This article originally appeared on Business Insider. Follow @BusinessInsider on Twitter.

MIGHTY HISTORY

Why the Queen of England took a member of Parliament hostage

They do things a little differently over in Britain. They say the U.S. and the UK are two nations separated by a common language — but we’re also separated by food quality and bizarre traditions. Just as the English might be a little concerned when the Leader of the Free World pardons a turkey every year, we’re a little leery when we see Queen Elizabeth II holding a member of Member of Parliament hostage — as she does every year.


It’s now more a Parliamentary tradition more than the political necessity it once was, but every year, the English monarch does take a member of Parliament hostage.

While this may seem like a strange tradition for one of the world’s top ten powers, remember that the United States purposely keeps a lower-ranking member of the Presidential Cabinet away from the State of the Union Address just in case everyone in that room dies somehow.

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For example, this would have been your President if something like that happened at the 2018 State of the Union Address. If you know who that is without looking it up, you are 70 percent more ‘Murica than everyone else.

Related: What a ‘designated survivor’ does during the State of the Union

At the opening of Parliament every year, the reigning monarch delivers a speech from the throne. It’s just one part of a grand tradition that really showcases a lot of British governmental history. But before she gets to the throne, a number of fascinating events take place. They first ensure there aren’t any Guy Fawkes impersonators loading gunpowder in the cellar, then the members (called “Peers”) assemble. Then, before the monarch leaves the palace, one of the members of the body is taken hostage to ensure the safe return of the Queen.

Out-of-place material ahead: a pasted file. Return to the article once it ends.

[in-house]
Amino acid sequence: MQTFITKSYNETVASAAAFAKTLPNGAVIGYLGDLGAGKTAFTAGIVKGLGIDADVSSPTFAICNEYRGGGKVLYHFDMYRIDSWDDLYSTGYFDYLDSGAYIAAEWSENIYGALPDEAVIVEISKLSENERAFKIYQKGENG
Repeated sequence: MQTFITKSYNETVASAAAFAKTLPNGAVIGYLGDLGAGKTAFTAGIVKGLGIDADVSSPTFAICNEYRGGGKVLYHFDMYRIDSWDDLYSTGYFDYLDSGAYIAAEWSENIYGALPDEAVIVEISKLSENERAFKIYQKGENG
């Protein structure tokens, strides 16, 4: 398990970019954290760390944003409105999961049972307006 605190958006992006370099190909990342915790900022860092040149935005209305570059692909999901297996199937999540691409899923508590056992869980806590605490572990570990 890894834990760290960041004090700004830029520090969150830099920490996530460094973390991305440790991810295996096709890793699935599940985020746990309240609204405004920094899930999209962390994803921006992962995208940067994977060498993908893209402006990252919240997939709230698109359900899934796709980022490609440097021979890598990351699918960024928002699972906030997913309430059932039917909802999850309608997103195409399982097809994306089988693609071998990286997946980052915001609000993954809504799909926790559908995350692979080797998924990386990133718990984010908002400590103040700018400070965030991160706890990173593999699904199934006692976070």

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“Let us all be prepared to ruuuuuuuuuuuuuuuuumble.”

(Crown photo)

The reason for this was that Parliament hasn’t always been a welcoming place for the monarch. In fact, a very long war resulted from this division that left Britain under the rule of a de-facto military dictatorship for a few years. King Charles I was actually beheaded in 1649 as part of that Civil War.

Nowadays, Parliament keeps Charles’ execution warrant displayed in the monarch’s dressing room as a reminder of what can happen if the Queen oversteps her authority.

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Savage.

Once the monarch’s crown and regalia arrives and the Hostage MP is under guard, the Queen departs Buckingham Palace to the Palace of Westminster (where Parliament meets). The Commons are called to assemble in the Lords chamber, where the monarch will deliver her speech.

The sitting monarch has not entered the Commons chamber since Charles I burst in, trying to arrest five members of Parliament whom he believed were using a Scottish invasion as a pretext to rally the people of London to rise against him. We already covered where this took the English Monarchy and Charles I personally.

Savage.

Once assembled in the House of Lords’ Chamber, the Queen will give a speech, written by the Prime Minister and the cabinet, outlining the body’s agenda for the coming year. The whole procession is then done in reverse, with the monarch departing Westminster for Buckingham Palace.

Once the Queen has safely returned to the Palace the Hostage MP is released, presumably unharmed.